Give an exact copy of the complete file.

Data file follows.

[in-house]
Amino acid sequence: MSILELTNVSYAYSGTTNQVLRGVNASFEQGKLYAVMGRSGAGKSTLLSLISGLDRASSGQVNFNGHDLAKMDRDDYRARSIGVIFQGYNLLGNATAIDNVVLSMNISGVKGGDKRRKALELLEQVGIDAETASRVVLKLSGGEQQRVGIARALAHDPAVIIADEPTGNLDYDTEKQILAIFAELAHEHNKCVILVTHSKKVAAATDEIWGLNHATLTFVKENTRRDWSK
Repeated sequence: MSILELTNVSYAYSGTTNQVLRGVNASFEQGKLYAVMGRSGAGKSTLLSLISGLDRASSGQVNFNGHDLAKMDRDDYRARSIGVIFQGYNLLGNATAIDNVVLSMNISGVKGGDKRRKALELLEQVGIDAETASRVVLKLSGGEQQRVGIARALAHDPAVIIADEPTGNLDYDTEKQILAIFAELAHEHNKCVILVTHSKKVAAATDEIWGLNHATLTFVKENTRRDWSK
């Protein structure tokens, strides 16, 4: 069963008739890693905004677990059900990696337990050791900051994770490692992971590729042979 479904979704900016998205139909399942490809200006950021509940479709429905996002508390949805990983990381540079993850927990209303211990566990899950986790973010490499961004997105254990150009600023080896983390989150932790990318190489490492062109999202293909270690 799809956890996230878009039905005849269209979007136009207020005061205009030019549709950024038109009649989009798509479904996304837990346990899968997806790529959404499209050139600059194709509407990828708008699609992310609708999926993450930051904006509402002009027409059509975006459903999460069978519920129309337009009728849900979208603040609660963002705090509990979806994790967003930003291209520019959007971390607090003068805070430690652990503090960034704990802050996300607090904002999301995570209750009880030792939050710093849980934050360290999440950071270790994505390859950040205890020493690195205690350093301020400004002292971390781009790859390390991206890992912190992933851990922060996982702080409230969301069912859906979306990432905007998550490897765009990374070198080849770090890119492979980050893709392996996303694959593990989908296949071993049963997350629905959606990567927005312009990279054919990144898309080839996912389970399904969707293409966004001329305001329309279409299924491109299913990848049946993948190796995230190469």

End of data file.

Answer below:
[in-house]
Amino acid sequence: MSILELTNVSYAYSGTTNQVLRGVNASFEQGKLYAVMGRSGAGKSTLLSLISGLDRASSGQVNFNGHDLAKMDRDDYRARSIGVIFQGYNLLGNATAIDNVVLSMNISGVKGGDKRRKALELLEQVGIDAETASRVVLKLSGGEQQRVGIARALAHDPAVIIADEPTGNLDYDTEKQILAIFAELAHEHNKCVILVTHSKKVAAATDEIWGLNHATLTFVKENTRRDWSK
Repeated sequence: MSILELTNVSYAYSGTTNQVLRGVNASFEQGKLYAVMGRSGAGKSTLLSLISGLDRASSGQVNFNGHDLAKMDRDDYRARSIGVIFQGYNLLGNATAIDNVVLSMNISGVKGGDKRRKALELLEQVGIDAETASRVVLKLSGGEQQRVGIARALAHDPAVIIADEPTGNLDYDTEKQILAIFAELAHEHNKCVILVTHSKKVAAATDEIWGLNHATLTFVKENTRRDWSK
């Protein structure tokens, strides 16, 4: 069963008739890693905004677990059900990696337990050791900051994770490692992971590729042979 479904979704900016998205139909399942490809200006950021509940479709429905996002508390949805990983990381540079993850927990209303211990566990899950986790973010490499961004997105254990150009600023080896983390989150932790990318190489490492062109999202293909270690 799809956890996230878009039905005849269209979007136009207020005061205009030019549709950024038109009649989009798509479904996304837990346990899968997806790529959404499209050139600059194709509407990828708008699609992310609708999926993450930051904006509402002009027409059509975006459903999460069978519920129309337009009728849900979208603040609660963002705090509990979806994790967003930003291209520019959007971390607090003068805070430690652990503090960034704990802050996300607090904002999301995570209750009880030792939050710093849980934050360290999440950071270790994505390859950040205890020493690195205690350093301020400004002292971390781009790859390390991206890992912190992933851990922060996982702080409230969301069912859906979306990432905007998550490897765009990374070198080849770090890119492979980050893709392996996303694959593990989908296949071993049963997350629905959606990567927005312009990279054919990144898309080839996912389970399904969707293409966004001329305001329309279409299924491109299913990848049946993948190796995230190469």